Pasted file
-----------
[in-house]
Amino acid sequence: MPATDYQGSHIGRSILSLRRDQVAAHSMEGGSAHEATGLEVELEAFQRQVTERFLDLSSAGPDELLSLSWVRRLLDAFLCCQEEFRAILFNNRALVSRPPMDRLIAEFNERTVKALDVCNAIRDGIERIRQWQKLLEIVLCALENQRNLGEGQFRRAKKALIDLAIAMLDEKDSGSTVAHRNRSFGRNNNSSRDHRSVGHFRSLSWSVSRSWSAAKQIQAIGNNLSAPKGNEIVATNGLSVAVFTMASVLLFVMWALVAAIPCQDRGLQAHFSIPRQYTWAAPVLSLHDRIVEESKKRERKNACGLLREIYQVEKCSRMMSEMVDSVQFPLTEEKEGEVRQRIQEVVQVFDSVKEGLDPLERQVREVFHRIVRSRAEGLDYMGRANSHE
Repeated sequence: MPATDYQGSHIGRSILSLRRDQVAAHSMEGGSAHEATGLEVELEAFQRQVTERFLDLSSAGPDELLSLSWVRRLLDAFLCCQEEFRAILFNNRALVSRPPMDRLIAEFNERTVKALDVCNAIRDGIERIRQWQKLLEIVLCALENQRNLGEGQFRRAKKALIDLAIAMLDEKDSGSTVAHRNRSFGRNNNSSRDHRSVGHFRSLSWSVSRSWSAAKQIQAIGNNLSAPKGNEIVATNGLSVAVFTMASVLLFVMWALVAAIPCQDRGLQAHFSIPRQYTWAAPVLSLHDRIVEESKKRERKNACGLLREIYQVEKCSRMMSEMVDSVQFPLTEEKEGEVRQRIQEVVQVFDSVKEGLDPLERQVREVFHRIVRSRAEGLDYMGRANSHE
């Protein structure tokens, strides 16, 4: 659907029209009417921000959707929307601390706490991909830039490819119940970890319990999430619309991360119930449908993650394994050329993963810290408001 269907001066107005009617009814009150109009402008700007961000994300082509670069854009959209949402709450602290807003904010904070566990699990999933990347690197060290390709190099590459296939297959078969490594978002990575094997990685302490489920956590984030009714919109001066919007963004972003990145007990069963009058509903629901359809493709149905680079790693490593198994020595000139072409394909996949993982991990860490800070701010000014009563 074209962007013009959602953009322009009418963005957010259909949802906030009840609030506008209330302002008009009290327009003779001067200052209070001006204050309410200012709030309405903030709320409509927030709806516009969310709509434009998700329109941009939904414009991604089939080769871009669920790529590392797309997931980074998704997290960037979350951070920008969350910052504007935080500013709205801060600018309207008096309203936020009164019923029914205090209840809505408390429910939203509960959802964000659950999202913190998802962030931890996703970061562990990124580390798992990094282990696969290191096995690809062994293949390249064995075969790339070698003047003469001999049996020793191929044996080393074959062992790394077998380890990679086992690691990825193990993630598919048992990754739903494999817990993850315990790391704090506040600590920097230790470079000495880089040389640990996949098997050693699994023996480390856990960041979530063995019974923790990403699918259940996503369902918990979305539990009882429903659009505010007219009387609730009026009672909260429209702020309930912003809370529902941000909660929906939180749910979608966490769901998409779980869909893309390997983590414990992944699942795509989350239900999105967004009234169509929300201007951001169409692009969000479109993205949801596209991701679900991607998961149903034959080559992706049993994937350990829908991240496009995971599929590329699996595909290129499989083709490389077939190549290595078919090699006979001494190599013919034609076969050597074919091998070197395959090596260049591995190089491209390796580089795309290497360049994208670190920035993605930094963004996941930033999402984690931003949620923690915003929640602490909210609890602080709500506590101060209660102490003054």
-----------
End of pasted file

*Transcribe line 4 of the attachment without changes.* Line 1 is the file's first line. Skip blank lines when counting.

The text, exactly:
């Protein structure tokens, strides 16, 4: 659907029209009417921000959707929307601390706490991909830039490819119940970890319990999430619309991360119930449908993650394994050329993963810290408001 269907001066107005009617009814009150109009402008700007961000994300082509670069854009959209949402709450602290807003904010904070566990699990999933990347690197060290390709190099590459296939297959078969490594978002990575094997990685302490489920956590984030009714919109001066919007963004972003990145007990069963009058509903629901359809493709149905680079790693490593198994020595000139072409394909996949993982991990860490800070701010000014009563 074209962007013009959602953009322009009418963005957010259909949802906030009840609030506008209330302002008009009290327009003779001067200052209070001006204050309410200012709030309405903030709320409509927030709806516009969310709509434009998700329109941009939904414009991604089939080769871009669920790529590392797309997931980074998704997290960037979350951070920008969350910052504007935080500013709205801060600018309207008096309203936020009164019923029914205090209840809505408390429910939203509960959802964000659950999202913190998802962030931890996703970061562990990124580390798992990094282990696969290191096995690809062994293949390249064995075969790339070698003047003469001999049996020793191929044996080393074959062992790394077998380890990679086992690691990825193990993630598919048992990754739903494999817990993850315990790391704090506040600590920097230790470079000495880089040389640990996949098997050693699994023996480390856990960041979530063995019974923790990403699918259940996503369902918990979305539990009882429903659009505010007219009387609730009026009672909260429209702020309930912003809370529902941000909660929906939180749910979608966490769901998409779980869909893309390997983590414990992944699942795509989350239900999105967004009234169509929300201007951001169409692009969000479109993205949801596209991701679900991607998961149903034959080559992706049993994937350990829908991240496009995971599929590329699996595909290129499989083709490389077939190549290595078919090699006979001494190599013919034609076969050597074919091998070197395959090596260049591995190089491209390796580089795309290497360049994208670190920035993605930094963004996941930033999402984690931003949620923690915003929640602490909210609890602080709500506590101060209660102490003054």